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A Day to Remember


18 Jun 2011 15:46Comments
iran-blog-post.jpgFirsthand reflections on a defining date for a new generation of Iranians -- June 15, 2009.

[ comment ] Every generation in Iran seems to have key events etched in its collective memory, an ensemble of milestone dates and shared experiences that define its national identity and sense of selfhood.

An older generation had September 1941 and the 1953 coup. The following generation had February 1979. And now the new generation has June 12 and June 15 -- the dates, respectively, of the 2009 presidential election and the peaceful march by more than a million people on Azadi Square that followed. The latter, in particular, seems to resonate deeply with many. For it was on that day when millions of mostly young people came out to the streets for the first time in their lives to make a keenly felt statement to themselves and the world at large. And since the march went unmolested for its first few hours, it gave an extra sense of liberation and catharsis both to its participants and those who heard about the remarkable event. For a few rare hours, millions of Iranians actually felt as if they owned their own country.

Unfortunately, though, as day gave way to dusk and as the armed enforcers of the status quo came out onto the streets, violent attacks against peaceful protesters broke out with a ferocity that left dozens killed and injured, along with hundreds arrested.

I happened to be there from the very start and witnessed much that transpired -- including organized attacks against the protesters -- firsthand.


It was around a quarter to two when I got to Revolution Square. Already there were about 1,500 people milling around. There were also hundreds of security personnel waiting nervously for any trouble. Both sides were checking each other out.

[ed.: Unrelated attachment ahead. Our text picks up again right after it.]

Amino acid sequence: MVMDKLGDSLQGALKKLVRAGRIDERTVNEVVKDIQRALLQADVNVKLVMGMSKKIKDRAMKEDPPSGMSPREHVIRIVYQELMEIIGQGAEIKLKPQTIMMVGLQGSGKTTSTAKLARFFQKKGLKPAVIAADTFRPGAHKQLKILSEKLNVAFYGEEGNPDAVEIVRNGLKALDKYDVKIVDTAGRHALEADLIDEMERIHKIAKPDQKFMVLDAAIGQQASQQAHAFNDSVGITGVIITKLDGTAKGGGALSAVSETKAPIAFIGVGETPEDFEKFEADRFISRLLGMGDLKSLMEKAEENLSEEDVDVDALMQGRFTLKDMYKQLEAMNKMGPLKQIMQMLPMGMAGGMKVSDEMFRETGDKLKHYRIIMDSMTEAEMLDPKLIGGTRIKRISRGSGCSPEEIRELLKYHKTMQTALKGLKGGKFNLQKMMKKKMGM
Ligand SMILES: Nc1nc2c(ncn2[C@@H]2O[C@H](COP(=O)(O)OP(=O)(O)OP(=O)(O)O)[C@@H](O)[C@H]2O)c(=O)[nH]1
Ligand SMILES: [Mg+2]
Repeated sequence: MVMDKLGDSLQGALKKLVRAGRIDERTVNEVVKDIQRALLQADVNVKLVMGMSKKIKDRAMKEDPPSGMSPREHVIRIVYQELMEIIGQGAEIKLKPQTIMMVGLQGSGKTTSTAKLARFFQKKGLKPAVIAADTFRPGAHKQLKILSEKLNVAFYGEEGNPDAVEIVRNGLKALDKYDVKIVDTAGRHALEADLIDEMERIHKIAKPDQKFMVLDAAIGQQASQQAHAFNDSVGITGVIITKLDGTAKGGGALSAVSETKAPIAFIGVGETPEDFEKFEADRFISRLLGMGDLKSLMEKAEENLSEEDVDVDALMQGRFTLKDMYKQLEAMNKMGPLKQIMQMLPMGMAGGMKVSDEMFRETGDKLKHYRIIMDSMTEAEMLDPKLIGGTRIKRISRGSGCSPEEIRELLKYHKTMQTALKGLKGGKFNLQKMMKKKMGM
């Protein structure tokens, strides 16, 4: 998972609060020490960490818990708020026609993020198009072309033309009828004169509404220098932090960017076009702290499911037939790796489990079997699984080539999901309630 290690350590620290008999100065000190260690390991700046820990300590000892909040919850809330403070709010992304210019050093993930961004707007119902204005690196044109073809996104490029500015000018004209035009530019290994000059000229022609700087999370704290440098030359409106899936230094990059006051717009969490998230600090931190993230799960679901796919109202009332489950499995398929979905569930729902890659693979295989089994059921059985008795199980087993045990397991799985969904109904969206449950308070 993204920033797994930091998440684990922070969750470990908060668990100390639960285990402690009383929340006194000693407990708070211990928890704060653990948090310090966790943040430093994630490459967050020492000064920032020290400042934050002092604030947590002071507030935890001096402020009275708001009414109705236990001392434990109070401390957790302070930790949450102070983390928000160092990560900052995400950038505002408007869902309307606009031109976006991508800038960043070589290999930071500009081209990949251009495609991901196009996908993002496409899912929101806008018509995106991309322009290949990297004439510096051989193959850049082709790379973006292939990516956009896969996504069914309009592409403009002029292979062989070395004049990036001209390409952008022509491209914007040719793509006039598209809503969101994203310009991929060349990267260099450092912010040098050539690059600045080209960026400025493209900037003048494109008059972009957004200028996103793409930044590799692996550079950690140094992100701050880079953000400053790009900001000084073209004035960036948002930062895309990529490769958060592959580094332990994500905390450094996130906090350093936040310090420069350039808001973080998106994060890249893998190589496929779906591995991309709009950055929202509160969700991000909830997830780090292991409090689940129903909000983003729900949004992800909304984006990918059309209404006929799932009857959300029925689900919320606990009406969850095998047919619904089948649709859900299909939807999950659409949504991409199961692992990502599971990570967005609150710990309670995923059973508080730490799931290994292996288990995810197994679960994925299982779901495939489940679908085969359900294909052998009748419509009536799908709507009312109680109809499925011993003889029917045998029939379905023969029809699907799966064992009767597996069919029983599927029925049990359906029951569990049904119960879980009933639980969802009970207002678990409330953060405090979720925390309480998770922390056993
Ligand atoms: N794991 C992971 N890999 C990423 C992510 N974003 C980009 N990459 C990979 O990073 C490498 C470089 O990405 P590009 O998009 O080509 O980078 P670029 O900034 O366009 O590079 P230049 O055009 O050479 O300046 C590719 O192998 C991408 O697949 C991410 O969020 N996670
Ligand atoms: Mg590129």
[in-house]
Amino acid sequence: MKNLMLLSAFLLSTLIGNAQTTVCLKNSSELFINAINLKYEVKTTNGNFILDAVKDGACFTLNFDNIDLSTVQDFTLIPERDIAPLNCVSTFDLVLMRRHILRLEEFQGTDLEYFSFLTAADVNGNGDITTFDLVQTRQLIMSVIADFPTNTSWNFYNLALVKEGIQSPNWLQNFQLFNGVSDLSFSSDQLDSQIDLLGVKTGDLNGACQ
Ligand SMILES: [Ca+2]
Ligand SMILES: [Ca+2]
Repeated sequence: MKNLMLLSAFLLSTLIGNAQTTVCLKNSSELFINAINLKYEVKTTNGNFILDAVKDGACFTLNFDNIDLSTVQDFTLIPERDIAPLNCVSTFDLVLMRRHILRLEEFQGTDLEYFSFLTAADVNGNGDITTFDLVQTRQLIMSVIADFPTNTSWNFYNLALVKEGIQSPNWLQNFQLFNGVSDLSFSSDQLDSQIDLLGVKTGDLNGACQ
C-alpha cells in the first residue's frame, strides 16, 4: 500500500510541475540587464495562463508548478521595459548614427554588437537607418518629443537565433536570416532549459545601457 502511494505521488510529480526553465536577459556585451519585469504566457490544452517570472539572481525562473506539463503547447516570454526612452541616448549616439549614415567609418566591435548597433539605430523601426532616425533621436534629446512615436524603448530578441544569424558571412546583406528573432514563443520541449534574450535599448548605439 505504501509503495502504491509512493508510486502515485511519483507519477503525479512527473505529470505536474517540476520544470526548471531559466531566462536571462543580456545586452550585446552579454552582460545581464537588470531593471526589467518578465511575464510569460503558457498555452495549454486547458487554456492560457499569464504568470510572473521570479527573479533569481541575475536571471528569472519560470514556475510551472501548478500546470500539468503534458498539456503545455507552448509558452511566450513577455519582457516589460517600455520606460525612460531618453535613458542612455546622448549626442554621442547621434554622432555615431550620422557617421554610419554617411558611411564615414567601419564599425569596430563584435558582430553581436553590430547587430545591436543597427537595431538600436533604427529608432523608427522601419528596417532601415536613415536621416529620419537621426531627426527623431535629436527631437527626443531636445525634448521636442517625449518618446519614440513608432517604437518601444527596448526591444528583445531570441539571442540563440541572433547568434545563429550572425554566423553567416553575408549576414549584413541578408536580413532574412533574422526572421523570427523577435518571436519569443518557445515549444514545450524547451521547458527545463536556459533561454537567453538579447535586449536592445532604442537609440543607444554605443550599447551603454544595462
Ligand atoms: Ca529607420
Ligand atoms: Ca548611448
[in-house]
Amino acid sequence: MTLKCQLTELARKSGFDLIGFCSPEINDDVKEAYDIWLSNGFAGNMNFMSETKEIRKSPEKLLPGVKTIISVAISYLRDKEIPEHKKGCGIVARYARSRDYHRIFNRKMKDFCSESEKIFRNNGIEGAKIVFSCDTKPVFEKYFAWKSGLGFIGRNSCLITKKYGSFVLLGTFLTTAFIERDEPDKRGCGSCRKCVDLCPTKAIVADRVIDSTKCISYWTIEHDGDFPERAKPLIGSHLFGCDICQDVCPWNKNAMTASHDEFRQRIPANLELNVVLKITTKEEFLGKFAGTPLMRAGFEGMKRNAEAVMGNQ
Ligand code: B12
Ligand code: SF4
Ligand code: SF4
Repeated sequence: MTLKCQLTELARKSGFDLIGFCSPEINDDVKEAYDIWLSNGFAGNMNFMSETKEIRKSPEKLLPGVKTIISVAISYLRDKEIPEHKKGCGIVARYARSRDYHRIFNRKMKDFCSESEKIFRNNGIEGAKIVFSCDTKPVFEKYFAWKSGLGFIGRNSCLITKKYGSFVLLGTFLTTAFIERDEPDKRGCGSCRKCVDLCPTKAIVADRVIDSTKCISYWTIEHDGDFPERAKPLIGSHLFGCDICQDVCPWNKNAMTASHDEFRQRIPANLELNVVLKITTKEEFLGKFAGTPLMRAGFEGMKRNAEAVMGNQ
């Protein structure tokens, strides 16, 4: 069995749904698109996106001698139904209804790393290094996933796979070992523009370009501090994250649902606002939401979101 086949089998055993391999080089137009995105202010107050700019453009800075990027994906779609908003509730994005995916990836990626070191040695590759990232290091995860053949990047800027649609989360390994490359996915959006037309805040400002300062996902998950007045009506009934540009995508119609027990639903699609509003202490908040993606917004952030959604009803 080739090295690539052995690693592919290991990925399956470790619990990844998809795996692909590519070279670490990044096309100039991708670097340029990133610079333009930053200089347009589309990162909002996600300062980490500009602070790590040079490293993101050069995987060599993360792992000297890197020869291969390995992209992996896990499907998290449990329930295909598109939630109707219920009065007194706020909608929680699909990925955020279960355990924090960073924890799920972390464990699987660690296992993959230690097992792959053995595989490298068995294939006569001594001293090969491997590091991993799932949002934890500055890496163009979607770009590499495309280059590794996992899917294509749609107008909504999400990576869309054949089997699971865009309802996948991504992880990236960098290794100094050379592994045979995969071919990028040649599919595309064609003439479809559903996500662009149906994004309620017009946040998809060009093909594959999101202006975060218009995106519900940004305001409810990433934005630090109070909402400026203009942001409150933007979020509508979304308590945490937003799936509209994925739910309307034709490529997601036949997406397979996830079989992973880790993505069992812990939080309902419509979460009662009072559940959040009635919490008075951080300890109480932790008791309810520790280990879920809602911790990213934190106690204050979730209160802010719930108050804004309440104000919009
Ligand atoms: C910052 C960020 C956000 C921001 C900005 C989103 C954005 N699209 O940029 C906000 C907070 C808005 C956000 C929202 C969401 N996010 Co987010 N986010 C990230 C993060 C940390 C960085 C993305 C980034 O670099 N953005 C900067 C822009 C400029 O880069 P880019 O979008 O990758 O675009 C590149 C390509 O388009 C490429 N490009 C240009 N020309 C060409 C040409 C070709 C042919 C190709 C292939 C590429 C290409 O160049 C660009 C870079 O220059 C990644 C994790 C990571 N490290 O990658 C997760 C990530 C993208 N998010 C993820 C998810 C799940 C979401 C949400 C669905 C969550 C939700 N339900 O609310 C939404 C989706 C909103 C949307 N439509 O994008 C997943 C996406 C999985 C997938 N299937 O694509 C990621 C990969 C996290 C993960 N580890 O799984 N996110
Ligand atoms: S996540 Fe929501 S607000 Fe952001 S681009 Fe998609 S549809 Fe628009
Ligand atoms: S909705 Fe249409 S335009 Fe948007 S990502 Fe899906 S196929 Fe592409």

By two, the crowd began to surge westward to Azadi Square as Mir Hossein Mousavi had called for the day before. The crowd had scarcely marched 50 yards when a column of special riot-control armored cars appeared from the opposite direction. Each of the vehicles was painted in black and carried several heavily armored NAJA (state police) agents. No one then knew if the regime was going to follow through on the threats it had issued all morning that it would crush any attempted demonstrations. The column of cars drove past the crowd, which had swelled to several thousand, without making any effort to disperse it.

The next major hurdle was a Basij base lying less than a kilometer away. As we approached the base, I saw a dark column of smoke rising further ahead. By this time, many more people, perhaps nearly ten thousand, had joined the march from every direction and I was no longer in the front ranks. The smoke was from a burning motorbike, the emblem of the Basij militia. I was told that Basijis had tried to stop the march by force and been beaten back. Inside the base, we could see hundreds of armed militia members watching the crowd with rage and surprise. Some volunteers from the demonstration had wisely chained their arms together around the perimeter of the base to preclude any possible attack by marchers, which would have precipitated a bloodbath.